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4 hours ago, moralist said:

I don't hesitate to act contrary to my thoughts and emotions when I see that it's right to do so.

If your action is not based on thought and not based on emotion, then what is it based on?

Faith in God and Bible?

 

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2 hours ago, jts said:

If your action is not based on thought and not based on emotion, then what is it based on?

Faith in God and Bible?

 

No.

Faith doesn't even enter into the picture as far as I'm concerned. I have zero faith in God. For I already know by my own personal experience that He exists... as does the objective reality of His immutable moral law.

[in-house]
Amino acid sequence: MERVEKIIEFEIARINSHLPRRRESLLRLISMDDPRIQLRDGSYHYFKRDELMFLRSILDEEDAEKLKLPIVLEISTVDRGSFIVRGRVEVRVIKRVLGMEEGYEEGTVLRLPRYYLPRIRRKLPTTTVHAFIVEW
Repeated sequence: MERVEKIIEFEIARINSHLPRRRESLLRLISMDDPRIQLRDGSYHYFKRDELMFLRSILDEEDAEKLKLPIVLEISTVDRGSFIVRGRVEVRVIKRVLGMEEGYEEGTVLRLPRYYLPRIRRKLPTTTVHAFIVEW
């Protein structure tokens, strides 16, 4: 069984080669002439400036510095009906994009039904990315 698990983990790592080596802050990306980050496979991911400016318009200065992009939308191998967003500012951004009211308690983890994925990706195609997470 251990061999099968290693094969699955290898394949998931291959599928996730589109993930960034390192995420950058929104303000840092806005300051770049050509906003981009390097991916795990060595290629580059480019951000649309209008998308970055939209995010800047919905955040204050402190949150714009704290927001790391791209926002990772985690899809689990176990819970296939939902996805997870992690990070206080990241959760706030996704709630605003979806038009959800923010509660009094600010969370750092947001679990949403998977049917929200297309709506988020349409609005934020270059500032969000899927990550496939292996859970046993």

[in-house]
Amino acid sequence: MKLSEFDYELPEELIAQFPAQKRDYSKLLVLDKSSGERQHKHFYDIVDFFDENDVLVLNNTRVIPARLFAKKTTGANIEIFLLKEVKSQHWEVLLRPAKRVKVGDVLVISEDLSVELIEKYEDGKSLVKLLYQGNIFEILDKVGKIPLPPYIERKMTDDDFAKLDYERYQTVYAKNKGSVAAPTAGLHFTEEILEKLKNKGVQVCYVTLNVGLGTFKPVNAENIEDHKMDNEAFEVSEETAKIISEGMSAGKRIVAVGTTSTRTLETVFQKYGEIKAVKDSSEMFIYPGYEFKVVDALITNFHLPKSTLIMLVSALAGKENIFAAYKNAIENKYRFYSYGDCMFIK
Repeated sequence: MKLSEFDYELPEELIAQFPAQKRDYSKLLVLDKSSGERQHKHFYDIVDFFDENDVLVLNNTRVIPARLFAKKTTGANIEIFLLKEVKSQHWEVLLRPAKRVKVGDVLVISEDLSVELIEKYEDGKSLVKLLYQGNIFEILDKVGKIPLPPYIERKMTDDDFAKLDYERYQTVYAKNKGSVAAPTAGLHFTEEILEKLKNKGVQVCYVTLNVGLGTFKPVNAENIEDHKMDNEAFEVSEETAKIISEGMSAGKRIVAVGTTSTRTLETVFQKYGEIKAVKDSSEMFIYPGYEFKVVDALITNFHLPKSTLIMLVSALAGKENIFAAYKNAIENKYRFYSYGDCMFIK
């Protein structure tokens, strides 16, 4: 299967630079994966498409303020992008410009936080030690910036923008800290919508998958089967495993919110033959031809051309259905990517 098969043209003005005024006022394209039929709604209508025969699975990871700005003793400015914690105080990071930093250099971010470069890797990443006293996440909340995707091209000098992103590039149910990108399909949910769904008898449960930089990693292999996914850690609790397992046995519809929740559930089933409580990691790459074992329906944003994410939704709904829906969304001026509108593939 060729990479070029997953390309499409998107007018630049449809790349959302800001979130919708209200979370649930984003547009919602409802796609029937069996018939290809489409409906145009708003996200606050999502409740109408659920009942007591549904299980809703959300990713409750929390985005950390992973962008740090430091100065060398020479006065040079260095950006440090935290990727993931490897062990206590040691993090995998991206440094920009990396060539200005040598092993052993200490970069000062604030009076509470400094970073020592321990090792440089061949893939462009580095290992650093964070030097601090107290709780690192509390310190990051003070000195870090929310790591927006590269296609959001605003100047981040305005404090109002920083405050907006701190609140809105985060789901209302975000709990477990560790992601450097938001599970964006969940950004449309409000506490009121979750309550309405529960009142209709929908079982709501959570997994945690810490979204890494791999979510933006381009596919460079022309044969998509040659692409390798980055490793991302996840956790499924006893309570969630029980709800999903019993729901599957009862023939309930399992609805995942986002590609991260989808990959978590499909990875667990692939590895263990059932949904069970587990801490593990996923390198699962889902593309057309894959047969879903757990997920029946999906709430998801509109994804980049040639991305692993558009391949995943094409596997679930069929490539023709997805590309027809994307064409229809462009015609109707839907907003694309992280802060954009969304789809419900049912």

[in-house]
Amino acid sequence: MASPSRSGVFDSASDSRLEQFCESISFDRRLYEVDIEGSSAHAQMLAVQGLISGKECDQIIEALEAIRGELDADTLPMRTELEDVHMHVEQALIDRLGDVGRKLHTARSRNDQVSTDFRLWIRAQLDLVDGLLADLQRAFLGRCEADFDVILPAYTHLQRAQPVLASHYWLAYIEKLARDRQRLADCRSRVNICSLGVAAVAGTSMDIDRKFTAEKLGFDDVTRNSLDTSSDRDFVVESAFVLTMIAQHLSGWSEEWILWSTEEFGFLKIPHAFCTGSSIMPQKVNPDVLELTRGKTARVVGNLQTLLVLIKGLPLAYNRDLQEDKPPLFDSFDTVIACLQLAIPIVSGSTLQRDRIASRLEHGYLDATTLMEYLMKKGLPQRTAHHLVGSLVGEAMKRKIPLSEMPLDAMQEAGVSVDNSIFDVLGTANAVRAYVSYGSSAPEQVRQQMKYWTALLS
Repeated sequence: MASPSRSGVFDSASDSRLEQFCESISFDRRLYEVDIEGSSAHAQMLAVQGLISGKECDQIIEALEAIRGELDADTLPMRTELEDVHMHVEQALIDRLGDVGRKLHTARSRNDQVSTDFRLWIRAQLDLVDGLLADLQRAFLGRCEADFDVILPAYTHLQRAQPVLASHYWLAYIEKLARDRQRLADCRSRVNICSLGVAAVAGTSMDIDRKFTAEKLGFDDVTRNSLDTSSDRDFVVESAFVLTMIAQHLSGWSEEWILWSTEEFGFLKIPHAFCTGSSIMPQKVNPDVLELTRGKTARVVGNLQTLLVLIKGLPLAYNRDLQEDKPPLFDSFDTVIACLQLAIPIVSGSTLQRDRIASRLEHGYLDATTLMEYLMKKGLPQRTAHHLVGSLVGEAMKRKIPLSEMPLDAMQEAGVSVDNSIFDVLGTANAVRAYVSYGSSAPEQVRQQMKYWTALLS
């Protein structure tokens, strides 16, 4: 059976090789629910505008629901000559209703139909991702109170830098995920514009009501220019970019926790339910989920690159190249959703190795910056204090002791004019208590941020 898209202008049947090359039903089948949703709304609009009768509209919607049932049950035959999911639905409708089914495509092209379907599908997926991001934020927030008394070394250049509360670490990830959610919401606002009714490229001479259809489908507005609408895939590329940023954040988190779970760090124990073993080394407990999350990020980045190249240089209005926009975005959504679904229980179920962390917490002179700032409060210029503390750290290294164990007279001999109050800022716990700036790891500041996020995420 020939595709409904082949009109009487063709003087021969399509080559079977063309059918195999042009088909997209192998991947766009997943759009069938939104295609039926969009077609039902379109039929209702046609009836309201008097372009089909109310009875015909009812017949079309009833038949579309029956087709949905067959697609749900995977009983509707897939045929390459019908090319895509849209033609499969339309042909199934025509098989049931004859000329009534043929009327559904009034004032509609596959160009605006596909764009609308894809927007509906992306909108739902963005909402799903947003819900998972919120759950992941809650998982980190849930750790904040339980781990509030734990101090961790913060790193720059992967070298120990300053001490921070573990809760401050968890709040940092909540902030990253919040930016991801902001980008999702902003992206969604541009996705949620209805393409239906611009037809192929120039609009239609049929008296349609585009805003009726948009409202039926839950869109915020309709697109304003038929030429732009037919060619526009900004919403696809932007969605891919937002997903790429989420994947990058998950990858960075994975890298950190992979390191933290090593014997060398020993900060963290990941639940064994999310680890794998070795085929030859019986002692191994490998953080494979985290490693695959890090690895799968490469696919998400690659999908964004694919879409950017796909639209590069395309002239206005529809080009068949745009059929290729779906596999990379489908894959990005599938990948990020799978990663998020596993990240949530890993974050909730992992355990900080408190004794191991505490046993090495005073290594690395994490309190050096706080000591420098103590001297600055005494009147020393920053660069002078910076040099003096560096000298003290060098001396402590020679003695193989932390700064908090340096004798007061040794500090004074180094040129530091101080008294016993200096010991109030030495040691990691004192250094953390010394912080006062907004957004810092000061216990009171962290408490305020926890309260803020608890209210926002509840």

So I act on what I see is right to do in the moment... which may or may not agree with whatever thoughts or emotions I might have concerning it. In my experience I found thought and emotion to be highly unreliable indicators by which to guide my actions.

 

Greg

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40 minutes ago, moralist said:

No.

Faith doesn't even enter into the picture as far as I'm concerned. I have zero faith in God. For I already know by my own personal experience that He exists... as does the objective reality of His immutable moral law.

So I act on what I see is right to do in the moment... which may or may not agree with whatever thoughts or emotions I might have concerning it. In my experience I found thought and emotion to be highly unreliable indicators by which to guide my actions.

 

Greg

What happened to reason is our only means of knowledge and our only guide to action?

Are you talking about mysticism?